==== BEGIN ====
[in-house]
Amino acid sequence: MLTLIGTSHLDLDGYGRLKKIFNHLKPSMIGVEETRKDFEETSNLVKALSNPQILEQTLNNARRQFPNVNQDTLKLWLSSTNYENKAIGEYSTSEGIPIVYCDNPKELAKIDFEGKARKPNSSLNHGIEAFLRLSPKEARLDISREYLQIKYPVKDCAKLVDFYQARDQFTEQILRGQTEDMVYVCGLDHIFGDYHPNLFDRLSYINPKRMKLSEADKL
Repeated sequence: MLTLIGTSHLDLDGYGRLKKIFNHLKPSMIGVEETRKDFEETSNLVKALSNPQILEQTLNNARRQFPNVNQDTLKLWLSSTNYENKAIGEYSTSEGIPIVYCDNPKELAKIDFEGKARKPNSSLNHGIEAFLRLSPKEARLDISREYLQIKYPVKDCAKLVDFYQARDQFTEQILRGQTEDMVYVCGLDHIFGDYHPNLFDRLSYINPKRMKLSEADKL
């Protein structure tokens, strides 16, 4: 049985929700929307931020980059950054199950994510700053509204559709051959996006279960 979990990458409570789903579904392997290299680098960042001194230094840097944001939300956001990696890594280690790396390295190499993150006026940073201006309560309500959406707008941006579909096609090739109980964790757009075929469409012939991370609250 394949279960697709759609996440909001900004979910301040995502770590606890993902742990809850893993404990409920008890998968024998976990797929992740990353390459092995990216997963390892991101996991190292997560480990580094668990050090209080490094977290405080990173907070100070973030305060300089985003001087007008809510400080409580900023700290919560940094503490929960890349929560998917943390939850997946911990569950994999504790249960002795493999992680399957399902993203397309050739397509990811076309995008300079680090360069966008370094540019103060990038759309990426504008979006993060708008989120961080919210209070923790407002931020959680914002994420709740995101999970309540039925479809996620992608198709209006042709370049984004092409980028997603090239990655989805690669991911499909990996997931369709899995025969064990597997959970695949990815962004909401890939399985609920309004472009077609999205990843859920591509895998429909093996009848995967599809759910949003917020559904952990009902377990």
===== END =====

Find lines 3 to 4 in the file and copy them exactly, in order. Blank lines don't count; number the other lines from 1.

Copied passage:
Repeated sequence: MLTLIGTSHLDLDGYGRLKKIFNHLKPSMIGVEETRKDFEETSNLVKALSNPQILEQTLNNARRQFPNVNQDTLKLWLSSTNYENKAIGEYSTSEGIPIVYCDNPKELAKIDFEGKARKPNSSLNHGIEAFLRLSPKEARLDISREYLQIKYPVKDCAKLVDFYQARDQFTEQILRGQTEDMVYVCGLDHIFGDYHPNLFDRLSYINPKRMKLSEADKL
């Protein structure tokens, strides 16, 4: 049985929700929307931020980059950054199950994510700053509204559709051959996006279960 979990990458409570789903579904392997290299680098960042001194230094840097944001939300956001990696890594280690790396390295190499993150006026940073201006309560309500959406707008941006579909096609090739109980964790757009075929469409012939991370609250 394949279960697709759609996440909001900004979910301040995502770590606890993902742990809850893993404990409920008890998968024998976990797929992740990353390459092995990216997963390892991101996991190292997560480990580094668990050090209080490094977290405080990173907070100070973030305060300089985003001087007008809510400080409580900023700290919560940094503490929960890349929560998917943390939850997946911990569950994999504790249960002795493999992680399957399902993203397309050739397509990811076309995008300079680090360069966008370094540019103060990038759309990426504008979006993060708008989120961080919210209070923790407002931020959680914002994420709740995101999970309540039925479809996620992608198709209006042709370049984004092409980028997603090239990655989805690669991911499909990996997931369709899995025969064990597997959970695949990815962004909401890939399985609920309004472009077609999205990843859920591509895998429909093996009848995967599809759910949003917020559904952990009902377990």